Mike Wixey celebrates his gold medal success at the Gold Coast. Pic: Getty Images.

Mike Wixey’s Commonwealth Gold Medal Hopes For Wales Are Shot Down By Indian Decision

Wales’ Commonwealth Games champion Mike Wixey looks set to be denied a chance to defend his shooting title after organisers declared they were abandoning plans to hold the shooting event in India next year.

Wixey struck gold for Wales in 2018 and was looking forward to defending his title next January when the shooting and archery events were due to be held in Chandigarh, six months before the main Games in Birmingham.

But the two events have now been cancelled due to the uncertainty posed by the COVID-19 pandemic – leaving Wixey and his partner Sarah, who won bronze at the Gold Coast four years ago, without a chance to compete.

The decision was taken by the Commonwealth Games India (CGI) Executive Board with the support of the Commonwealth Games Federation (CGF).

CGF President Dame Louise Martin DBE said: “We are disappointed that the 2022 Commonwealth Archery and Shooting Championships will no longer take place however, this is the right decision to take in the current climate.

“Despite this news, there are numerous key learnings that will benefit our ongoing work as we look to innovate and create new Commonwealth Sport Properties. The Chandigarh 2022 concept has identified exciting opportunities regarding future co-hosting possibilities that we must further explore.”

Mike Wixey in action in 2018. Pic: Getty Images.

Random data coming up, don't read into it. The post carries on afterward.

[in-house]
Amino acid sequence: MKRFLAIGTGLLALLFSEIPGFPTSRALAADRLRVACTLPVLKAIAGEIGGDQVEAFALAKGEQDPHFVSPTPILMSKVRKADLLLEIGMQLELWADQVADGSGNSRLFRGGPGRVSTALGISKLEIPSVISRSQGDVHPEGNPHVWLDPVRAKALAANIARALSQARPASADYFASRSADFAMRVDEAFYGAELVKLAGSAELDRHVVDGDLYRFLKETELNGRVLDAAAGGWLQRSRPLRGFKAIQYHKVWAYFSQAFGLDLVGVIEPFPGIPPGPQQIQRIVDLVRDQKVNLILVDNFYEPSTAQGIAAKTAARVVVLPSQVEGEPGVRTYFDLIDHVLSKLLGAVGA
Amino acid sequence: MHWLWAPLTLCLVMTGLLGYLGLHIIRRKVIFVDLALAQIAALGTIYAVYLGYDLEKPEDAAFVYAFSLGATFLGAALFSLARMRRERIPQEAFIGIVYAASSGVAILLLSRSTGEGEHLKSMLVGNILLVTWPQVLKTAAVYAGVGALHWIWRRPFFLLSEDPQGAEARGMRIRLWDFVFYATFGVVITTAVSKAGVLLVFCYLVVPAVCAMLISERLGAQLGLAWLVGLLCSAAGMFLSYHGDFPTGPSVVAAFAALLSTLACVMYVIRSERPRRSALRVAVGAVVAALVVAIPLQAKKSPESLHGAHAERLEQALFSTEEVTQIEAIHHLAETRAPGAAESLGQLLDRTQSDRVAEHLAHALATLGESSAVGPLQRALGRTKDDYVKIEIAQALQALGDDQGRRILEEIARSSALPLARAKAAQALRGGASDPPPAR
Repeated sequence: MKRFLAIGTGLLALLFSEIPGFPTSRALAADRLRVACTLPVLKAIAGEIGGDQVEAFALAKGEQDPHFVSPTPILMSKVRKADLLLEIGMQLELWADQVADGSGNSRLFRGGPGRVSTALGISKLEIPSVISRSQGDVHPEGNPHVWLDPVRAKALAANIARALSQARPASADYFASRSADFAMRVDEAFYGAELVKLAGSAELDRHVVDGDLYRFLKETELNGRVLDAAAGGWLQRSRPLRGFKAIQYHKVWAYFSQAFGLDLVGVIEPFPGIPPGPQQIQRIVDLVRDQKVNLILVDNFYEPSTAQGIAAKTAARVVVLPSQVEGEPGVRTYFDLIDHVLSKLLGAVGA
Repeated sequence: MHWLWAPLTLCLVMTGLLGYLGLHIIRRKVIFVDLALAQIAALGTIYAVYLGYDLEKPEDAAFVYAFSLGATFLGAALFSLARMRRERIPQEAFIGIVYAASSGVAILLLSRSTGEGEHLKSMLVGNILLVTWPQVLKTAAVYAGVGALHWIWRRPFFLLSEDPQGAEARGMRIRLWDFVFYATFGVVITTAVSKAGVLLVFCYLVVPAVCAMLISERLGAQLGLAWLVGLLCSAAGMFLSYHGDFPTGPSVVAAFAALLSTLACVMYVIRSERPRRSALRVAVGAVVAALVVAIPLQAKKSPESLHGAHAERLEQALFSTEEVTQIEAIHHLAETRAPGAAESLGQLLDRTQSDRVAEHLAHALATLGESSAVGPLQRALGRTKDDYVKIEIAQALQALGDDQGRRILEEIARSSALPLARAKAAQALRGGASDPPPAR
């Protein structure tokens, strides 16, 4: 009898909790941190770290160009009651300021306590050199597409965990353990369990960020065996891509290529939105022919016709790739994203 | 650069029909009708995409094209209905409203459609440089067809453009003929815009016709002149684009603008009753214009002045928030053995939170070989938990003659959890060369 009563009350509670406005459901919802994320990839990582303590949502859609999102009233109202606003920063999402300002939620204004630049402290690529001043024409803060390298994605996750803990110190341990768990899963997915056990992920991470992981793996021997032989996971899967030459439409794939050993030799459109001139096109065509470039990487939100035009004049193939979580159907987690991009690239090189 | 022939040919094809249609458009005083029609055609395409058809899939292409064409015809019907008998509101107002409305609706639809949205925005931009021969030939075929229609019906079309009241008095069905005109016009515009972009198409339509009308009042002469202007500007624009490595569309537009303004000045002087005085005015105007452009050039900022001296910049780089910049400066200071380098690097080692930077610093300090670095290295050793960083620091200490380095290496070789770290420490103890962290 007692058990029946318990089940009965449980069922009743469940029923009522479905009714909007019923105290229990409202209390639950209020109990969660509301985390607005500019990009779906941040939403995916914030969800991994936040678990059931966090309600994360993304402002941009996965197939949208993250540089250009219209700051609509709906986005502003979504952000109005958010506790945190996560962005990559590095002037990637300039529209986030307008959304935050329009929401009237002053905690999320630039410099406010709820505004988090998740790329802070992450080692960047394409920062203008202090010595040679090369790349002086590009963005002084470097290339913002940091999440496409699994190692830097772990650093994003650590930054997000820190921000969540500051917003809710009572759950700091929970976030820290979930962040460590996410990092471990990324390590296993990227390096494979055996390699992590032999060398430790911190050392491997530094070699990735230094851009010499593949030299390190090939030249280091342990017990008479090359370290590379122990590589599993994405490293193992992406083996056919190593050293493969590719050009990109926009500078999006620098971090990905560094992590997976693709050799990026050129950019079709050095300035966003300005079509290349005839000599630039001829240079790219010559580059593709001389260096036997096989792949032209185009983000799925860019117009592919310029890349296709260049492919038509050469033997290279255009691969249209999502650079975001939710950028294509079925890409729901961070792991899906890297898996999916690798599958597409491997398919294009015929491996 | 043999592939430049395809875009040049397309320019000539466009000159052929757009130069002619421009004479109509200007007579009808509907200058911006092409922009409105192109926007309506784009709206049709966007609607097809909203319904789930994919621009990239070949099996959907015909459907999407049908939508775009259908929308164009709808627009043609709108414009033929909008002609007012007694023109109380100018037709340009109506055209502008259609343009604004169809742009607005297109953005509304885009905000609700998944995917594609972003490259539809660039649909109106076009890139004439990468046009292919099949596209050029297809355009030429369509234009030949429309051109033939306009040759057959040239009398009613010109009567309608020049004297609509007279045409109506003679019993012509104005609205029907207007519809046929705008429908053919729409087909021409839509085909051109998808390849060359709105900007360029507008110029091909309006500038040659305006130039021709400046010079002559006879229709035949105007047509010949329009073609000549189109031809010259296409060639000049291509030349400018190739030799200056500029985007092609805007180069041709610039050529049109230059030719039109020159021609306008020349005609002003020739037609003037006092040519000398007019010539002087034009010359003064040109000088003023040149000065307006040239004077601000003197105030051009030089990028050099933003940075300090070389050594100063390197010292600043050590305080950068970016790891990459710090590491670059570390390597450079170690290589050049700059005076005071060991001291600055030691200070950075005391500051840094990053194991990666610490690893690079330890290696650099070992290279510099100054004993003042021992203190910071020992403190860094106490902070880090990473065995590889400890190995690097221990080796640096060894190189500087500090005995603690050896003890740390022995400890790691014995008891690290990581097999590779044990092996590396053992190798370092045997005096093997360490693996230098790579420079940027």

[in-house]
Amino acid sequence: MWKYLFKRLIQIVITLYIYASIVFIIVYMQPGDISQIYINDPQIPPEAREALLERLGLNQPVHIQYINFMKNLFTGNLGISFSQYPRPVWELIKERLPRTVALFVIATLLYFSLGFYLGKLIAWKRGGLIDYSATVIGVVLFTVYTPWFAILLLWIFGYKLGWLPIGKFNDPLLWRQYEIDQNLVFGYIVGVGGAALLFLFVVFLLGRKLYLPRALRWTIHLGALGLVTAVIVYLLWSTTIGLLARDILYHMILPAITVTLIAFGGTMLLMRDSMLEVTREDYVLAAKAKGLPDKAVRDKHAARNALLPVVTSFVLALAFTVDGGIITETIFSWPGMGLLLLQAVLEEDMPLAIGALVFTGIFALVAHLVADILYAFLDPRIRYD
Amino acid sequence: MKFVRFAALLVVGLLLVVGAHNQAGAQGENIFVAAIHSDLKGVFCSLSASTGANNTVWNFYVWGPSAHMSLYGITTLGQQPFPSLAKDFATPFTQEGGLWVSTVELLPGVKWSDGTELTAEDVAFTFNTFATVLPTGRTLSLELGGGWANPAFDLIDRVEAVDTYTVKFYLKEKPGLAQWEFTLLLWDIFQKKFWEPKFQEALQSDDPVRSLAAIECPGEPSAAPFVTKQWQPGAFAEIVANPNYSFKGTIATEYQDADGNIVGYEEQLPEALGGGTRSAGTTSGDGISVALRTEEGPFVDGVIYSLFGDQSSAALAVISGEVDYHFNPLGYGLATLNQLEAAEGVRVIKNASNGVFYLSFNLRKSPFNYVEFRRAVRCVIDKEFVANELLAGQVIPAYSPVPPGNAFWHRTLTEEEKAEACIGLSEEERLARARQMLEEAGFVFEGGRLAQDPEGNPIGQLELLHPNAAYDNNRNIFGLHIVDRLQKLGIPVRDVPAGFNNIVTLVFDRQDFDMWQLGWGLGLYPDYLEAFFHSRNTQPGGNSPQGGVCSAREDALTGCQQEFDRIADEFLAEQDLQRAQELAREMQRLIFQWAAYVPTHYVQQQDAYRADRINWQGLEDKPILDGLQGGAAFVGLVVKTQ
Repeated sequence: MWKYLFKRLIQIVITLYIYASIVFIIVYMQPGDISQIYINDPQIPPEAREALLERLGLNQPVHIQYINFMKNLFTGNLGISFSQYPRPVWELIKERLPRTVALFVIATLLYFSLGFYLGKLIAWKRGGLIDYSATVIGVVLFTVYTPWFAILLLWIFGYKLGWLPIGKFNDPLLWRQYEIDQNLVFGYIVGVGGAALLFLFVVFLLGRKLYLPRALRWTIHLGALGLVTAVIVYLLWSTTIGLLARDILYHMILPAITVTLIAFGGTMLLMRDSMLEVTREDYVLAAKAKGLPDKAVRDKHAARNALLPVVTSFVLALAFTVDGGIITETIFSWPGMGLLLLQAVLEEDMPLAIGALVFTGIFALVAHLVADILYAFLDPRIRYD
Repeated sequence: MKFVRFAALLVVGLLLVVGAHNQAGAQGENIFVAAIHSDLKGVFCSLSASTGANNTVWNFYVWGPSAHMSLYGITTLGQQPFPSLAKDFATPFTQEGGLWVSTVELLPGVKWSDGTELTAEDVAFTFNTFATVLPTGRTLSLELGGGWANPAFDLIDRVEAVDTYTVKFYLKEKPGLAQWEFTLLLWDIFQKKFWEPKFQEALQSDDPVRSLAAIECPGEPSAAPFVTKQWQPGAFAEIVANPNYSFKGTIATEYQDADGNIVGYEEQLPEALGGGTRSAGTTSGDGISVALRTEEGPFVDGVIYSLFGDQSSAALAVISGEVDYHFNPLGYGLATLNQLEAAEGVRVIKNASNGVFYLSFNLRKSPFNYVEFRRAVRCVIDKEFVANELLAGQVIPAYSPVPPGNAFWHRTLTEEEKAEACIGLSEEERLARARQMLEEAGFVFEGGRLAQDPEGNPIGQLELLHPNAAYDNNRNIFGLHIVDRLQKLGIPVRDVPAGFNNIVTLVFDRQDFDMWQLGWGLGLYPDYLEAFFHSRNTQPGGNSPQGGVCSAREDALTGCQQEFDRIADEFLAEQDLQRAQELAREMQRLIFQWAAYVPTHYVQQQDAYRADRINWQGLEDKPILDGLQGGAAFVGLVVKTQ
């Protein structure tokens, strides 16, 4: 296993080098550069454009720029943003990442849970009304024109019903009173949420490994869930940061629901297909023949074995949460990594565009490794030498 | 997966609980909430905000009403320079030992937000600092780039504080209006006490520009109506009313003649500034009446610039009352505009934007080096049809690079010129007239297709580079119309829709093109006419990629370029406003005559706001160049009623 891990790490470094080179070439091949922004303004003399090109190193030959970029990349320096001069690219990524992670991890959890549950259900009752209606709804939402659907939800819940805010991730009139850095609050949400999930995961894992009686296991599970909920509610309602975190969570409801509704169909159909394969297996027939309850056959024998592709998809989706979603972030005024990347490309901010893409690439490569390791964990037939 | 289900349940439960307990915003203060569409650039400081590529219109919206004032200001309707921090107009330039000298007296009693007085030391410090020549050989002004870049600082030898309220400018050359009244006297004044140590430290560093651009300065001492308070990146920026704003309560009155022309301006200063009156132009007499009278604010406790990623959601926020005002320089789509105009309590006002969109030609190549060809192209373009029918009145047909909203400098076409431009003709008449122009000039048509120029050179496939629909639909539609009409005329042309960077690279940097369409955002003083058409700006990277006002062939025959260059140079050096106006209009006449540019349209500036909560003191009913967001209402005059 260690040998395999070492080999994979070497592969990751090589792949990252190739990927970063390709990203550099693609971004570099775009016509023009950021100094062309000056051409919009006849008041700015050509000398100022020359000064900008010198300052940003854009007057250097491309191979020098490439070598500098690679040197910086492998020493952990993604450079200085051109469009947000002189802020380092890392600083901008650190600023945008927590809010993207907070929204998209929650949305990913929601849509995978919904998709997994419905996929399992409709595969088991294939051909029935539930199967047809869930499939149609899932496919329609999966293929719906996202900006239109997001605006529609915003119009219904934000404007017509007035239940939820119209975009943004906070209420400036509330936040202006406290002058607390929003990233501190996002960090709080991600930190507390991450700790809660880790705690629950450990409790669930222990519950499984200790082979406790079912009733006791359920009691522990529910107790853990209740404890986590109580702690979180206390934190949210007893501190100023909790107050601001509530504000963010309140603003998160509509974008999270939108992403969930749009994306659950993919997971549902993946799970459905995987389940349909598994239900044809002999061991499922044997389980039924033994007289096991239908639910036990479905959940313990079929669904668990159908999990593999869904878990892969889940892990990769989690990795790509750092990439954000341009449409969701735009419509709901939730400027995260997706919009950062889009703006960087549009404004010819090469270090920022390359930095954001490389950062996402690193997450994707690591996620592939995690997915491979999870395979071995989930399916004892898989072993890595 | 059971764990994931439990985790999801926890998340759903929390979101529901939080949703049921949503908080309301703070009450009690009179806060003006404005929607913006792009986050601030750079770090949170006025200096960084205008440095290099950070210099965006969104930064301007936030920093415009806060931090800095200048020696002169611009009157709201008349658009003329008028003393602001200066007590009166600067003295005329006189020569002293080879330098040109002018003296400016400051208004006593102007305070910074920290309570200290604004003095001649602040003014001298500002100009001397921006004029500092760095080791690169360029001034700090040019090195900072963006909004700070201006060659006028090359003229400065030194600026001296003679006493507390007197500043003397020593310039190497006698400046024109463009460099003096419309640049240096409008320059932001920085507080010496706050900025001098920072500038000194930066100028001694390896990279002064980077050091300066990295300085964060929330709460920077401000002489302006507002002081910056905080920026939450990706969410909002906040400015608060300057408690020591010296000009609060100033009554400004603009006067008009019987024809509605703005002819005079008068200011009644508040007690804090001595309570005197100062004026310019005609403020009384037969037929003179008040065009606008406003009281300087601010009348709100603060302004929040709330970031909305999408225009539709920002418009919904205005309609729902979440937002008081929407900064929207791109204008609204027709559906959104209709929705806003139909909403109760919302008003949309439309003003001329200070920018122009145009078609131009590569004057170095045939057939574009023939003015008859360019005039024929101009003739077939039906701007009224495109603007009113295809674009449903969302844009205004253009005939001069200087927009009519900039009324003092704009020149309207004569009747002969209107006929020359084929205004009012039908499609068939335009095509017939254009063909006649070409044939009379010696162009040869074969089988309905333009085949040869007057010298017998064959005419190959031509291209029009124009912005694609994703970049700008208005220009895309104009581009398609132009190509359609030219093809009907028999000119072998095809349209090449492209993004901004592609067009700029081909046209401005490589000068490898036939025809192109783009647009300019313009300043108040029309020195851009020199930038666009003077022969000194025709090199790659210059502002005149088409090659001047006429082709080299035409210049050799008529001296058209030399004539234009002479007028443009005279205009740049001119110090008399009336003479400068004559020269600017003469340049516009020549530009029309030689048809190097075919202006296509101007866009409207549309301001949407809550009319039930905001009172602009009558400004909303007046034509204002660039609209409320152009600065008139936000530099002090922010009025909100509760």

When shooting, traditionally one of India’s strongest sports, was left out of the programme for the Birmingham Games in 2019, the Indian Olympic Association (IOA) expressed its disappointment and threatened to boycott the Games.

But the IOA withdrew its warning when a compromise formula was agree. There was to be a championships for both sports in Chandigarh six months before the Games, in January next year, and the medals were to be added later to the main event’s tally.

While the cost for the shooting championship was to be met largely by the National Rifle Association of India (NRAI), the archery event was supposed to be funded solely by the Indian government.

India has been hit hard by the pandemic with cases continuing to rise by over 40,000 a day.

 

Earlier this year, Wixey told Dai Sport, “I suppose the question still remains as to whether India will be able to take in a group of people coming to compete in January. Let’s hope they’re successful with the vaccine roll-out and we’re able to go.

“If it does go ahead, and I get through the selection process, then I absolutely want to be there to defend my gold medal.

“Sport needs variety and shooting and archery are part the richness of sport as a whole. I think there is a difficulty with the sport at a higher level, politically, and that’s a shame.

“It’s a big shame that it’s the UK that has taken it out of the schedule, though. If we’re not very careful, I’m not sure we’ll ever get the sport back in.”

 

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